I now feel that even though I did not grow up to be an astronaut, I continue with exploration in a different sense. I continue learning. And I try to instill the sense of wonder, a sense of exploration in youth that I work with today. So maybe one day they will grow up to be an astronaut. Or a park ranger.

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Wednesday, November 2, 2011

a girl of many talents

I would say I wear many hats, but in reality, I only wear one hat. One very distinct, recognizable hat. But by wearing that recognizable hat, I am expected to have many skills (or at least be willing to learn many skills). Today I was not just park ranger, but also projector intstaller.

Jean Lafitte NHPP has six sites throughout south Louisiana, each one with a different purpose. The Prairie Acadian Cultural Center in Eunice needed a new projector installed, so myself and my partner in crime (the other park guide), trekked off to Eunice to install said projector. The trip also served as a training trip for me, a way for me to continue to learn about the region and the park's resources. This site is set amongst farm fields (rice paddies, sugar cane, and other crops):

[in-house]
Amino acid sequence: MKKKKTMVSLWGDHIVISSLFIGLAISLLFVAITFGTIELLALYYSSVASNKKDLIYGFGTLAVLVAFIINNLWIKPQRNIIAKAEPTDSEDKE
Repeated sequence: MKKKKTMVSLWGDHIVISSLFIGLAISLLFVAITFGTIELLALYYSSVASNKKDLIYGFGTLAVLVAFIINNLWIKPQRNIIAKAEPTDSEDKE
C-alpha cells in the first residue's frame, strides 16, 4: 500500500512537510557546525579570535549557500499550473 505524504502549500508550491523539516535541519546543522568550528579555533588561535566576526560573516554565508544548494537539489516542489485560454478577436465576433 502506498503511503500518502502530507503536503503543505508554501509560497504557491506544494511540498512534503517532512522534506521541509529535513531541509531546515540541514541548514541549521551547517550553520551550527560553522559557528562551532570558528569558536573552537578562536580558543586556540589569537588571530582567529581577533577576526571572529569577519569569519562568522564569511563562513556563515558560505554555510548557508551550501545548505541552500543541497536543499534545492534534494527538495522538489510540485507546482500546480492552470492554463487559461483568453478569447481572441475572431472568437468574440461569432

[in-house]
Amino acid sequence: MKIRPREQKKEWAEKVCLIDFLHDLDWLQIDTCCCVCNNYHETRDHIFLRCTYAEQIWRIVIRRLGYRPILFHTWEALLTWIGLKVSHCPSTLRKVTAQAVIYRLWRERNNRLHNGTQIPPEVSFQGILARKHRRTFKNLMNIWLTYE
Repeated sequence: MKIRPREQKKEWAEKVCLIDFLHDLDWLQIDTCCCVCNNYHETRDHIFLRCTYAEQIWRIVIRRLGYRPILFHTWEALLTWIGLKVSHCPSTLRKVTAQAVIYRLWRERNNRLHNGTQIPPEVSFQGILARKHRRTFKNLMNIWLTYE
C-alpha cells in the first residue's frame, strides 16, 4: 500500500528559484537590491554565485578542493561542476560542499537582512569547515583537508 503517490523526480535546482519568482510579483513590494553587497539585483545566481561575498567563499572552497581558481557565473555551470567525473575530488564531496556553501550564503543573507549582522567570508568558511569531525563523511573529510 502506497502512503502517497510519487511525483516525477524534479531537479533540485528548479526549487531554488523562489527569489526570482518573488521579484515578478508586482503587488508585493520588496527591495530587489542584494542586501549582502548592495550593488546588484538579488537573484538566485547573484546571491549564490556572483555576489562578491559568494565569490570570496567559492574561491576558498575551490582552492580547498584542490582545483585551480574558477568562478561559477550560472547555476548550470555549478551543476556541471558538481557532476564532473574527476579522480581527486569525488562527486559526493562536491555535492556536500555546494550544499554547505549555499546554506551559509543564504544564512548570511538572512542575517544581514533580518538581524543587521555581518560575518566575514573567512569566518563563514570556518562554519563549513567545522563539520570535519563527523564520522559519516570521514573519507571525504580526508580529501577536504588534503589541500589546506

The center in Eunice greets you with a maniquin dressed in the traditional Mardi Gras costume found in the more rural/country areas of south Louisiana.

Clowns are scary, everybody knows this. Unfortunately, the traditional costume resembles that of a clown's ensemble. I will have to research where the tradition of the costume comes from (so it becomes less scary to me). I walked through the museum quickly to see what the site had to offer, then got to business.

The other park guide and I had to get on top of a ladder, remove the old mounting system, install the new mounting system, install the projector, and trial and error our way through making the projected films just right (right-side-up and focused). After almost an hour, we got it fixed:

Curtsy! Curtsy! I am a big girl! No need to call in the big guns or make an IT specialist drive in all the way from New Orleans! I call that just another day serving America.

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Tuesday, November 1, 2011

boat ride on the bayou